While a little over half (51.7%) of our survey’s participants cover 75-99% of the premium for employee coverage, 19.6% cover 100% of employee health insurance premiums. Another 20.5% pay 50-74% of the premium and 4.4% cover 1-49%. Zero employer contribution to health insurance premiums is made by .4% of survey respondents, while 3.4% responded with “don’t know.”

Employer contribution to family coverage paints a different picture, though, with 5% of employers paying 100% of the premium for family coverage and 31.7% paying 75% to 99%. One-half to three-fourths (50-74%) of the family premium is paid by 29.5% of survey participants and 1% to 49% of the premium is covered by 11.9% of employers. The employee pays 100% of family coverage for 16.3% of the employers in our survey and 5.5% selected “don’t know” as their response.

Cost containment

Though 33.7% made no changes in 2015, some employers took steps to reduce their organizations’ 2015 health insurance costs, including:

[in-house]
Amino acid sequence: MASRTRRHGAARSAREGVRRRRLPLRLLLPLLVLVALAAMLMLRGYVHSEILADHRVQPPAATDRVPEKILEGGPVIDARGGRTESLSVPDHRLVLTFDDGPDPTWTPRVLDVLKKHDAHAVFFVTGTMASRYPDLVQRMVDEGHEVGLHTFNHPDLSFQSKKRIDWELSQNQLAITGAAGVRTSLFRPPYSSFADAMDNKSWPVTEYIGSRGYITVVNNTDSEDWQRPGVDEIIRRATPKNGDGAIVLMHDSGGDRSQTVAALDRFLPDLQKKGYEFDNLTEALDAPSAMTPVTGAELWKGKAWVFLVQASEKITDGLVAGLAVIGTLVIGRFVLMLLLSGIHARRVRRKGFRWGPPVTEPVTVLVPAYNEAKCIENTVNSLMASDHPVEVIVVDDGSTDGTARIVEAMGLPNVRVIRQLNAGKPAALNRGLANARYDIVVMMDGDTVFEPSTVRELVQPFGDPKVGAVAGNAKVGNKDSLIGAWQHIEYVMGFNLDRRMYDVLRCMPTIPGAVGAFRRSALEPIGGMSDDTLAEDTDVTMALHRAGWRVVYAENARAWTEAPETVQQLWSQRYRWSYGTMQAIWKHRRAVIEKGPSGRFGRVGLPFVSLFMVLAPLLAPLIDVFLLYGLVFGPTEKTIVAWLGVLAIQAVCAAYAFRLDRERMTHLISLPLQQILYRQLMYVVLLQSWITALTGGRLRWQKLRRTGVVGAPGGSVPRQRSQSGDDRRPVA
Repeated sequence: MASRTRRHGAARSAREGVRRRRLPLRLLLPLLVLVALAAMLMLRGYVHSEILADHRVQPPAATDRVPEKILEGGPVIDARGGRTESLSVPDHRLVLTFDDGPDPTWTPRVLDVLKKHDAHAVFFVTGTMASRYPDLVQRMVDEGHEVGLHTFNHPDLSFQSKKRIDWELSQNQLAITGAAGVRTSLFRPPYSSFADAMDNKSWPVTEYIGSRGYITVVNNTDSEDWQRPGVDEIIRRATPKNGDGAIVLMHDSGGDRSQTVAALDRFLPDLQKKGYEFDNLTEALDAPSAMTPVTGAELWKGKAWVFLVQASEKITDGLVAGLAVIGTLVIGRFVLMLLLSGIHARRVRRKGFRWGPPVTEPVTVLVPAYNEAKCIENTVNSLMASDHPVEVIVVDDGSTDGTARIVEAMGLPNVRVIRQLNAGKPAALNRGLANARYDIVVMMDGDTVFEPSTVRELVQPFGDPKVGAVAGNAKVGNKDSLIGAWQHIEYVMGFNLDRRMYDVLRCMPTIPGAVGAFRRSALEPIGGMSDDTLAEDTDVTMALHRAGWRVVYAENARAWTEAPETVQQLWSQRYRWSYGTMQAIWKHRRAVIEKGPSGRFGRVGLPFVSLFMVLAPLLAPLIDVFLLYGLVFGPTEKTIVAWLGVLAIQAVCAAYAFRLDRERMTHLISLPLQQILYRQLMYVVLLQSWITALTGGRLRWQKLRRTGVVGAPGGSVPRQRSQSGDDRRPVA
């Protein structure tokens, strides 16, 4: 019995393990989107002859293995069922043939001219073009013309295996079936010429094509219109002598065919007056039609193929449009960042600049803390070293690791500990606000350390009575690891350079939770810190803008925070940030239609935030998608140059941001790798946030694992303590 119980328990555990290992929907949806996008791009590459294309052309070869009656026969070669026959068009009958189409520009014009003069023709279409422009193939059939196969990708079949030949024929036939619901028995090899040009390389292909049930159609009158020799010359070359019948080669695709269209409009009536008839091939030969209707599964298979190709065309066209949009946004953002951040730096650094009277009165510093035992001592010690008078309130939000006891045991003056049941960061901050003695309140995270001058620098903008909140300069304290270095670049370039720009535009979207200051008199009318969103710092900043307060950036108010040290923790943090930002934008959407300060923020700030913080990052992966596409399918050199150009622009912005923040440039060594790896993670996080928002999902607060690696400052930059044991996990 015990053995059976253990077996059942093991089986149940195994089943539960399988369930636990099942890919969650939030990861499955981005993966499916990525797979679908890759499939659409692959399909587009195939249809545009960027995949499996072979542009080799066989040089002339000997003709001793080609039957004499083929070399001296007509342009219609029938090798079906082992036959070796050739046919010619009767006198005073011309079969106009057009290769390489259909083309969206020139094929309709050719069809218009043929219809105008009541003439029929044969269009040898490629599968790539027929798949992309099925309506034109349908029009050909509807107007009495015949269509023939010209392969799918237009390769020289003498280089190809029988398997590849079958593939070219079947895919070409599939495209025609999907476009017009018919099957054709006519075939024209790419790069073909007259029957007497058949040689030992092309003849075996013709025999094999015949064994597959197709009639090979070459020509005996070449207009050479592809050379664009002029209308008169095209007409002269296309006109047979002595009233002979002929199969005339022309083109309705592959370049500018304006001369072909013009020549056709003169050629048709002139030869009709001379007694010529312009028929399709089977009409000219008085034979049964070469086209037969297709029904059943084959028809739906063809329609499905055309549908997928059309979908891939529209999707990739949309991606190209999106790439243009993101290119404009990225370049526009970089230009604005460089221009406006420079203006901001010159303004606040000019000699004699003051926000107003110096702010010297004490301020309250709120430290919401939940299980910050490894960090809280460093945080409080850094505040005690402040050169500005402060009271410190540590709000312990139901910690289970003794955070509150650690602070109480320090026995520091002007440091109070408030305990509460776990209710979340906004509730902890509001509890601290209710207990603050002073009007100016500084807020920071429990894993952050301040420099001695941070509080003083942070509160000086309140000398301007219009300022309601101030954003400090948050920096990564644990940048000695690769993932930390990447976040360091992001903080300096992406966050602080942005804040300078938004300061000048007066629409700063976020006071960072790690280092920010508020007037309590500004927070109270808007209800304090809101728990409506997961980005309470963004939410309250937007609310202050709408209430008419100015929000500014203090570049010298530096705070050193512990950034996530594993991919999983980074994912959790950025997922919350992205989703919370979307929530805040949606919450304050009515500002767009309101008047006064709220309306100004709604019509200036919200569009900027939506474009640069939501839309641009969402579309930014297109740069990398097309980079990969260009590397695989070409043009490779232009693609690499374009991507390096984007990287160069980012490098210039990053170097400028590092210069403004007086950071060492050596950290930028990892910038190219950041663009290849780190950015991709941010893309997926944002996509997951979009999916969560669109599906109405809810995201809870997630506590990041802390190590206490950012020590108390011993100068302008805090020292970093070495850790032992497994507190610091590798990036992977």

• Raising the employee portion of the premium, 31.3%
  • Implementing wellness programs, 15.6%
  • Raising employee deductibles, 29.9%
  • Offering HSA/HRA high-deductible plans, 16.1%
  • Raising employee copayments, 20.9%
  • Introducing managed care programs, 4.1%
  • Conducted employee dependent audits, 5.3%
  • Offering opt-out incentives, 4.1%

When asked how they think their organization’s healthcare costs will change in 2016, 28% indicated their costs will increase significantly, 49.1% believe their costs will increase but not significantly, 18.1% expect their costs to stay the same with a small inflationary increase, and .9% think their costs will go down.